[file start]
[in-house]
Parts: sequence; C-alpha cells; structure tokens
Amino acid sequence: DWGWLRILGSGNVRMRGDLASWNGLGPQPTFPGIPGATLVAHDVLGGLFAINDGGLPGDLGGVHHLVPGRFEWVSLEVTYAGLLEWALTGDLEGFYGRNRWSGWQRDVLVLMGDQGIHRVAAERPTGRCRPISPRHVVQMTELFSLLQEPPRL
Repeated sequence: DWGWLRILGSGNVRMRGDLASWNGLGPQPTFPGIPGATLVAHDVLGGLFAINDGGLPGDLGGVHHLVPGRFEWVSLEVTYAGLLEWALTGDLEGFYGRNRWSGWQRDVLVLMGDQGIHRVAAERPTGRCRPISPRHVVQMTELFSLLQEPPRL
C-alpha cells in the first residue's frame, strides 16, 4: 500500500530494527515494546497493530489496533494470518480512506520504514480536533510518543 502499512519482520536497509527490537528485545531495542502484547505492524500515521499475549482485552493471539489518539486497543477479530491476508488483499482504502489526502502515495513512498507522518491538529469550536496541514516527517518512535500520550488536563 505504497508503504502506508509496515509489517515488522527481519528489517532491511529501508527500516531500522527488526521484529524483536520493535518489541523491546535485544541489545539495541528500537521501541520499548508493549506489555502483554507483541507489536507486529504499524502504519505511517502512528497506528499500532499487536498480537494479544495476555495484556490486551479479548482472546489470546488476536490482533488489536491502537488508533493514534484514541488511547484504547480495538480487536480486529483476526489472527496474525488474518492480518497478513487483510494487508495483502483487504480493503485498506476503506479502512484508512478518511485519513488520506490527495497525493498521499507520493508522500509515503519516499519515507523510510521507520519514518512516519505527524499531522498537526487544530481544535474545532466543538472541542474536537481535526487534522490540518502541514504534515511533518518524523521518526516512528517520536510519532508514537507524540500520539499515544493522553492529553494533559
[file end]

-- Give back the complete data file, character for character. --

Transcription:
[in-house]
Parts: sequence; C-alpha cells; structure tokens
Amino acid sequence: DWGWLRILGSGNVRMRGDLASWNGLGPQPTFPGIPGATLVAHDVLGGLFAINDGGLPGDLGGVHHLVPGRFEWVSLEVTYAGLLEWALTGDLEGFYGRNRWSGWQRDVLVLMGDQGIHRVAAERPTGRCRPISPRHVVQMTELFSLLQEPPRL
Repeated sequence: DWGWLRILGSGNVRMRGDLASWNGLGPQPTFPGIPGATLVAHDVLGGLFAINDGGLPGDLGGVHHLVPGRFEWVSLEVTYAGLLEWALTGDLEGFYGRNRWSGWQRDVLVLMGDQGIHRVAAERPTGRCRPISPRHVVQMTELFSLLQEPPRL
C-alpha cells in the first residue's frame, strides 16, 4: 500500500530494527515494546497493530489496533494470518480512506520504514480536533510518543 502499512519482520536497509527490537528485545531495542502484547505492524500515521499475549482485552493471539489518539486497543477479530491476508488483499482504502489526502502515495513512498507522518491538529469550536496541514516527517518512535500520550488536563 505504497508503504502506508509496515509489517515488522527481519528489517532491511529501508527500516531500522527488526521484529524483536520493535518489541523491546535485544541489545539495541528500537521501541520499548508493549506489555502483554507483541507489536507486529504499524502504519505511517502512528497506528499500532499487536498480537494479544495476555495484556490486551479479548482472546489470546488476536490482533488489536491502537488508533493514534484514541488511547484504547480495538480487536480486529483476526489472527496474525488474518492480518497478513487483510494487508495483502483487504480493503485498506476503506479502512484508512478518511485519513488520506490527495497525493498521499507520493508522500509515503519516499519515507523510510521507520519514518512516519505527524499531522498537526487544530481544535474545532466543538472541542474536537481535526487534522490540518502541514504534515511533518518524523521518526516512528517520536510519532508514537507524540500520539499515544493522553492529553494533559